The inclusion of mid-majors in the NCAA tournament is vital to the integrity of the competition, but the process by which small-conference representatives are chosen for the field is inherently unfair.
Just ask the University of Wisconsin-Green Bay, which saw an entire season’s dominance rendered useless Saturday night in a Horizon League semifinal loss to UW-Milwaukee. Or Robert Morris, which was the cream of the Northeast Conference this season, only to have its tourney hopes evaporate when it laid an egg in the conference championship game Tuesday against Mount St. Mary’s.
Sure, it makes for a fun celebration for the unlikely victors - in this case, a Milwaukee team that went 7-9 in conference play and a Mount St. Mary’s squad that improved to .500 on the season with its win. But it also makes for a special kind of heartbreak for the losing teams who rightfully feel that a spot in the field of 68 should be earned over the course of an entire season, not one week or one night.
If we’re going to allow small-conference champs to replace more talented teams from bigger leagues in the field, we need to at least make sure those leagues are sending their best representatives to the party. The only way we can truly assure that this happens is to have every conference go the way of the Ivy League and make the regular-season champ the one that qualifies for the automatic bid.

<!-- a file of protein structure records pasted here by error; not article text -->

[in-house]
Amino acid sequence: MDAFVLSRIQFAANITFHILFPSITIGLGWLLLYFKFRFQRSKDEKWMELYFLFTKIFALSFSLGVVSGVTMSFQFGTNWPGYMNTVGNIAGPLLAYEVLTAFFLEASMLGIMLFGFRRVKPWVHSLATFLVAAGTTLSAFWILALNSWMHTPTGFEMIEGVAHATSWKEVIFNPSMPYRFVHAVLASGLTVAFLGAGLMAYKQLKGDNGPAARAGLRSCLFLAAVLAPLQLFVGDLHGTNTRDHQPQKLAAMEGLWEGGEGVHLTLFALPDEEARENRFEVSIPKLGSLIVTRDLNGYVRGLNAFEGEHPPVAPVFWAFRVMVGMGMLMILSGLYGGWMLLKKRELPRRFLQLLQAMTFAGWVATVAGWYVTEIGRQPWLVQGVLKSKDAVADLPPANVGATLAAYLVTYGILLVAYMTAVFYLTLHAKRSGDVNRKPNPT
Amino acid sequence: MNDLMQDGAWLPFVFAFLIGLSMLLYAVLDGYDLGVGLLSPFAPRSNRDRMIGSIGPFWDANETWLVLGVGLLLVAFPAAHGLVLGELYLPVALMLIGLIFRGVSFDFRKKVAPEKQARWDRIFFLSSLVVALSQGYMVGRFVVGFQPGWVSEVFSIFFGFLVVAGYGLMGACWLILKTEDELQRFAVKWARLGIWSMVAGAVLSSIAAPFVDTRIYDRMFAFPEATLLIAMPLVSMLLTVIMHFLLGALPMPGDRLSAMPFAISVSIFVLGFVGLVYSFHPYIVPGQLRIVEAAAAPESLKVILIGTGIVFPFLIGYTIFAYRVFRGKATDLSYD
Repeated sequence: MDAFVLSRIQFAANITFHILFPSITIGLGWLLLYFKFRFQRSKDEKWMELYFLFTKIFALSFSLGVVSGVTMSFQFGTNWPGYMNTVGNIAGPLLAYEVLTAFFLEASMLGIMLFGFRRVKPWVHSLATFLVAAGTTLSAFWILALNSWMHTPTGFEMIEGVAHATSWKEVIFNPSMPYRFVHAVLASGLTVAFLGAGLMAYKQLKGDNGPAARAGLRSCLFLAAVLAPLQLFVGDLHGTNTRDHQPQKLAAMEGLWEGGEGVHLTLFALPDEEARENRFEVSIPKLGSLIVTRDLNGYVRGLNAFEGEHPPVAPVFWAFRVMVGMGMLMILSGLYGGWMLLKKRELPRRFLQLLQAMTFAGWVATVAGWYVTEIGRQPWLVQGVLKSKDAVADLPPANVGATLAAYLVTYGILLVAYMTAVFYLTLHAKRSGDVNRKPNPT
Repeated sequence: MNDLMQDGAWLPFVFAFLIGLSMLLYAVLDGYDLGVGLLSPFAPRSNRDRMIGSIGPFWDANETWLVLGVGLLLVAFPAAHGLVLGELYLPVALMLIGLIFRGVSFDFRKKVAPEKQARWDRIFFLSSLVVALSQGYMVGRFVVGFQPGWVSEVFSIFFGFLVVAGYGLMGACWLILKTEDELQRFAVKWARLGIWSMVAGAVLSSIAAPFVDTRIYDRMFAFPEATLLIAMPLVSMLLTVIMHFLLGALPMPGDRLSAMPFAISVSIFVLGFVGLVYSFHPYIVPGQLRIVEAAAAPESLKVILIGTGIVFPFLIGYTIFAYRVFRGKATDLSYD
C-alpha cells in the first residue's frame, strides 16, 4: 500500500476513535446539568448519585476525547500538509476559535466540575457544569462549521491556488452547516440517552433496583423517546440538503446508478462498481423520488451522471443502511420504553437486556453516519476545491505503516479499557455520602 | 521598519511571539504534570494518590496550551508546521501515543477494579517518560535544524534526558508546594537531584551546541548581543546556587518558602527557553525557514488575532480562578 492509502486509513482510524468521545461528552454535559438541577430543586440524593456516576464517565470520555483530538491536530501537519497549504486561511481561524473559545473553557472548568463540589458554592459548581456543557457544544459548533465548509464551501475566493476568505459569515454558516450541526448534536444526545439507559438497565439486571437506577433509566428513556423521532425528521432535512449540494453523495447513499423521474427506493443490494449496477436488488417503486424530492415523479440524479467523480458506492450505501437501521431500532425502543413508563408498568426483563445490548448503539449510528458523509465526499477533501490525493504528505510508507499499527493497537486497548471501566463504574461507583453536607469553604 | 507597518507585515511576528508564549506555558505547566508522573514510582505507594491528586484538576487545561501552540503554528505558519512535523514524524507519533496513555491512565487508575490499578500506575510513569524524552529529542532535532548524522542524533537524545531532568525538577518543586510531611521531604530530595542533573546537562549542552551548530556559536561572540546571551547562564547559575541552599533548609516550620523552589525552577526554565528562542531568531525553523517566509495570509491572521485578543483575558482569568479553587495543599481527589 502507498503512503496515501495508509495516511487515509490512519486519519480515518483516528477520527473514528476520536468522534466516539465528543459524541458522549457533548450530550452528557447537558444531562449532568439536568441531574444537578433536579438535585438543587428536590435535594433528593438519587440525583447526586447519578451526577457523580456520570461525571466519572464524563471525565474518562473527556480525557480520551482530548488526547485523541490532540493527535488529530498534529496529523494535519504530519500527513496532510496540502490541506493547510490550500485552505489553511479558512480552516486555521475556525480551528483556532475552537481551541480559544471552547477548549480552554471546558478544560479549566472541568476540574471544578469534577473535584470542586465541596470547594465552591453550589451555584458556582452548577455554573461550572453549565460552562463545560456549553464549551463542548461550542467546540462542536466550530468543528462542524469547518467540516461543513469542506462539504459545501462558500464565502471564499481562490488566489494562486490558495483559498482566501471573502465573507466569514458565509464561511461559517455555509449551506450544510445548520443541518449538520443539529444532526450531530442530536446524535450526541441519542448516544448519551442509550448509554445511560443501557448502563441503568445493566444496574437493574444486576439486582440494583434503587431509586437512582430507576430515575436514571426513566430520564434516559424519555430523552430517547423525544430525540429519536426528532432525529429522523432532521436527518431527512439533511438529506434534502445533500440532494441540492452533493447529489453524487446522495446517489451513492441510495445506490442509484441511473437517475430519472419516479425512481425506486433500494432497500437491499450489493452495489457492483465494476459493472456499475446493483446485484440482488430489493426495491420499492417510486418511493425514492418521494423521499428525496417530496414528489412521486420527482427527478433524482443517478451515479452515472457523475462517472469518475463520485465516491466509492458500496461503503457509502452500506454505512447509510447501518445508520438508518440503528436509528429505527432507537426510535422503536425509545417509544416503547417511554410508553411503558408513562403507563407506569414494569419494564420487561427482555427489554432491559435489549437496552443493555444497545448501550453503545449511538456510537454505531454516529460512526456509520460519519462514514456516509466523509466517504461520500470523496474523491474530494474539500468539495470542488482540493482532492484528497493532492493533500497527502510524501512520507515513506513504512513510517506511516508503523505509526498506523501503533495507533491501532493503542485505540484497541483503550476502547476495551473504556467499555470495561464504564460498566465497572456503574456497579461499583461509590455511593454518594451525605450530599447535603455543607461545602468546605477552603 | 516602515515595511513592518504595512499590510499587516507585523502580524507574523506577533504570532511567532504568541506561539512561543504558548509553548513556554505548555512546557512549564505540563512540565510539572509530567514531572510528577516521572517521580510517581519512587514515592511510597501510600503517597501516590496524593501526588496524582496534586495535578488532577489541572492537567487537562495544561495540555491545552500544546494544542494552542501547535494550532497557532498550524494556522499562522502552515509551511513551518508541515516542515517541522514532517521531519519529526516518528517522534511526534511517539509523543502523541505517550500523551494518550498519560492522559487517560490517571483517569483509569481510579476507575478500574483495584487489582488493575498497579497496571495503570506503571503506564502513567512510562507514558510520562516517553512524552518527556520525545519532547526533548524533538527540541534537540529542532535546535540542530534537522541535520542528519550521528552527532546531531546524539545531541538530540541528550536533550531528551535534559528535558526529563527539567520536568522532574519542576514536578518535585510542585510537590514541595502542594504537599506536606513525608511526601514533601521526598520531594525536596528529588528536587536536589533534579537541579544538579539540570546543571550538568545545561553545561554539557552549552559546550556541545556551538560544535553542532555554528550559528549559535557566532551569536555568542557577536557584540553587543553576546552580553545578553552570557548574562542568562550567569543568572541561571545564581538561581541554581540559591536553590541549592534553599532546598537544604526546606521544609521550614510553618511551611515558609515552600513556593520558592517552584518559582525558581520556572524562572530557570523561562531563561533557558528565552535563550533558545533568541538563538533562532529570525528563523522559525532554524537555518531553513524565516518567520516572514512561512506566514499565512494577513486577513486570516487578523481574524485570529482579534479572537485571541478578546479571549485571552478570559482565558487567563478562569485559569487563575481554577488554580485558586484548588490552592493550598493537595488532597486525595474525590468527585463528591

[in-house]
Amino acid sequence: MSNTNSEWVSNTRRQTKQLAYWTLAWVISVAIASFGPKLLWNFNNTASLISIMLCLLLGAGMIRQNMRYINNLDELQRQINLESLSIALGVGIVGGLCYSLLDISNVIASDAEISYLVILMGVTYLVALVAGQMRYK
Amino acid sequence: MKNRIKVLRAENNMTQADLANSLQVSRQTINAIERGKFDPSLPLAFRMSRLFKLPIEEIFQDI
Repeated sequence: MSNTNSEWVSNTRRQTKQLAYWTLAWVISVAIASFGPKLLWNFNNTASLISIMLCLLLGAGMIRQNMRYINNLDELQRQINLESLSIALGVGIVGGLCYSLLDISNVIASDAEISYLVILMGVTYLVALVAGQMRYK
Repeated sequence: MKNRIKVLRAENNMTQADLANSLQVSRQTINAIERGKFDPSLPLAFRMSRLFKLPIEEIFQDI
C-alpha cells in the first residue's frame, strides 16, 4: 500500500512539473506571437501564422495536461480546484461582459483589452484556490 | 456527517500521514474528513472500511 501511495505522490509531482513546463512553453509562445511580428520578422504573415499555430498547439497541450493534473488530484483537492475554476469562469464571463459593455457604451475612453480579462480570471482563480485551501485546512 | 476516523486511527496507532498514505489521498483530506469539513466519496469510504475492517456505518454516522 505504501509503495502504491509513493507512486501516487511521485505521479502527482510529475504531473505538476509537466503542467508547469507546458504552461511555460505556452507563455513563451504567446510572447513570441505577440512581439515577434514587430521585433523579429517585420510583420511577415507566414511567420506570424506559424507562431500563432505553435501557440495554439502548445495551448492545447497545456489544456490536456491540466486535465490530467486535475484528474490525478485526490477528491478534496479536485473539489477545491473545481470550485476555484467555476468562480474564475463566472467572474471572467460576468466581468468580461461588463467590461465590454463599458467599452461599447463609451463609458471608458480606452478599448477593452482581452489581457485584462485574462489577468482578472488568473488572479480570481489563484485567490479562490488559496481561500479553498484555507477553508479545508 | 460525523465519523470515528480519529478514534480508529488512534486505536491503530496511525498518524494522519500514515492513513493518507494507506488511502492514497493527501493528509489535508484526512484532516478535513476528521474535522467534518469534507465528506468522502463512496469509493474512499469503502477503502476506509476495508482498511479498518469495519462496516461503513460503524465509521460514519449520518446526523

In one-bid leagues, it would assure that the most deserving teams are the ones taking part in March Madness. (North Dakota State, on Tuesday, just barely avoided becoming yet another tournament-worthy team to have their invite swiped at the last minute.)
Meanwhile, in major conferences, where the top few seeds are generally assured at-large bids anyway, very little would change, as top teams could play for the sake of seeding while weeding out the rare conference champ that doesnât deserve its ticket to the dance (think Georgia in 2008).
It’s a rare case in which college basketball could learn a lesson from college football and make the regular season and a team’s entire body of work count for more than one sizzling week at the conference tournament. And though it would remove some of the drama from the conference tournaments – should they even still need to exist at all – it would make for a much more exciting and fair bracket come tourney time.
Let’s take a look at the state of the tournament bubble after Tuesday nightâs games:
BYU: The Cougars were unable to secure the West Coast Conference’s automatic bid Tuesday night against Gonzaga, and early on, the game had all the makings of a blowout that very well could have sent them straight to the NIT. But the WCC’s No. 2 seed made a game of things, and that, combined with a 32nd-ranked RPI, should be enough to get them into the field.
UW-Green Bay: As stated above, the Phoenix’s tourney hopes were all but dashed in that semifinal loss to eventual Horizon League champ Milwaukee over the weekend, but there’s still a pulse. Green Bay played a tough non-conference slate that saw them knock off Virginia and nearly top Wisconsin and Harvard, and though it seems unlikely that they get an at-large bid, the perfect combination of losses among the major-conference bubble teams could make it a reality.
MAYBE NEXT YEAR:
Robert Morris: The Colonials did everything they could in order to get into the Big Dance – except for the one thing they had to do. And between getting stomped by sub-.500 Mount St. Mary’s and that atrocious 121 RPI aided by an 0-8 record against the RPI top 150, there’s no chance they’re getting an at-large bid. Better luck next year, fellas.